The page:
Cleveland Heights City Council meeting highlights 3-16-2015
MARCH 16, 2015
- Public comments
- Retiree Patti Wilhelm
- Liquor permit applications
- Steering committee for master plan
- Nuisance properties
- Rising home values
- Donating usable stuff
- Compensation for city employees
- CDBG funds
- Lee Road streetscape contract
- Street resurfacing contract
- Winter potholes
Council Member Jeff Coryell was absent.
Resident Ditte Wolin, representing the Northeast Ohio Fair Trade Network, thanked council for considering the designation of Cleveland Heights as a Fair Trade Town. She introduced other members of the network who were present, and noted that World Fair Trade Day is May 9, and that a Fair Trade Expo will be held at John Carroll University on Oct. 10. Lisa Dunn, owner of Revive, a fair trade store on Lee Road, also thanked council. Later in the meeting, council approved the ordinance designating Cleveland Heights as a Fair Trade Town, which will prioritize purchase of fair trade-certified products, when available.
Retiree Patti Wilhelm
City Manager Talisa Briley expressed appreciation for the dedicated service of Patti Wilhelm, who is retiring after more than 30 years as the city’s payroll coordinator.
Liquor permit applications
The Ohio Department of Liquor Control has received two permit applications. One is from Dream Spa Inc. (2200 S. Taylor Road) and the other is from Nicks Bar and Grill LLC, doing business as Double R Bar and Grill (1940 S. Taylor Road, first floor). Council voted to object to the application from Nicks Bar. A letter from the police chief described multiple problems associated with this establishment, including the killing of a 25-year-old innocent bystander on Sept. 20, 2014. Before the vote, Mayor Dennis Wilcox noted that council has previously objected to this application and is doing so again because the request was amended to allow an even later closing time than was defined in the original application.
Steering committee for master plan
Council specified the membership of a council-appointed steering committee for the city’s new master plan, which will lead to an overall vision for the city going forward. Undertaken with financial assistance from the County Planning Commission, the planning process will include review of land use and policy, economic development, housing and neighborhoods, parks and recreation, and transportation and public infrastructure. The committee will have 11 members comprising three city residents-at-large, one planning commission member, one transportation advisory committee member, one citizens advisory committee member, one recreation advisory board member, one member of the commission on aging, one FutureHeights board member, one person to represent the interests of the educational community within the Cleveland Heights-University Heights City School District, and one person to represent the general interests of the Cleveland Heights business community. An application form will be posted on the city’s website.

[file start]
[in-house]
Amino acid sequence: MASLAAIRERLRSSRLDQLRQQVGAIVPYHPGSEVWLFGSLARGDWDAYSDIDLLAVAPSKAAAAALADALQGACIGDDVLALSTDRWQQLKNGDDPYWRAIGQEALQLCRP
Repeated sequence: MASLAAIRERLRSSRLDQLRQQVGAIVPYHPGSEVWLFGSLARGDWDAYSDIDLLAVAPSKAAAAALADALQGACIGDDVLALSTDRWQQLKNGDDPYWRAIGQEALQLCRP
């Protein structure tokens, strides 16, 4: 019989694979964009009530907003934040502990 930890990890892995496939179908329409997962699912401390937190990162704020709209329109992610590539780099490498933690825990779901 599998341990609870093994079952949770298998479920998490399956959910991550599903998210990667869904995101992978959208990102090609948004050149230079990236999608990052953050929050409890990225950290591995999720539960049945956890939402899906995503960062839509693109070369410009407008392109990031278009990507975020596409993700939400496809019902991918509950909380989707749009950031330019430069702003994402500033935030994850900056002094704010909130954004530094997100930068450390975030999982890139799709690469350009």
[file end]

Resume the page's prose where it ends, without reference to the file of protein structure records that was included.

Council declared two residential properties to be nuisances and authorized abatement by demolition. The properties are at 1000 Woodview Road and 1083 Pembrook Road.
Rising home values
Citing the March 15 Plain Dealer article on rising home prices in most of Cuyahoga County, Council Member Mary Dunbar noted that realtors have been reporting that sales are going well in Cleveland Heights. The article indicates a 16 percent increase in the value of houses being sold.
Donating usable stuff
Dunbar also drew attention to a publication from the Cuyahoga County Solid Waste Management District called Pass It On: A Resource-Full Guide to Donating Usable Stuff. Information about downloading or obtaining a hard copy can be found online at http://cuyahogaswd.org/en-US/pass-it-on.aspx.
Compensation for city employees
Council approved legislation, effective April 1, to establish wage and salary rates and ranges, position classifications, sick and vacation pay (with a new limit on the accrual and carryover of sick and vacation days from year to year, and also a tiered structure for payouts to employees for accumulated benefits when they leave city jobs), and other compensation for city officers and employees.
Council authorized the reprogramming and reallocation of Community Development Block Grant (CDBG) funds to benefit the Home Repair Resource Center and the Cedar Lee streetscape project.
Lee Road streetscape contract
Council approved an agreement with GPD Group for construction administration and resident inspection services for the Lee Road Streetscape Project, which will begin this summer. Compensation for these services will not exceed $285,601.
Street resurfacing contract
Council approved an agreement with CT Consultants Inc. for engineering and support services related to the city’s 2015 street resurfacing program. Compensation for these services will not exceed $118,900. A list of streets scheduled for resurfacing this year will be posted on the city’s website.
Noting the emergence of litter and potholes left over from the winter, Mayor Wilcox asked for patience as the city gears up to make repairs. He urged residents to report problems, but also observed that asphalt plants do not open until the middle of April, so patches being done now would be temporary. Real road repair and construction begins in about 30 days.
LWV Observer: Katherine Solender.
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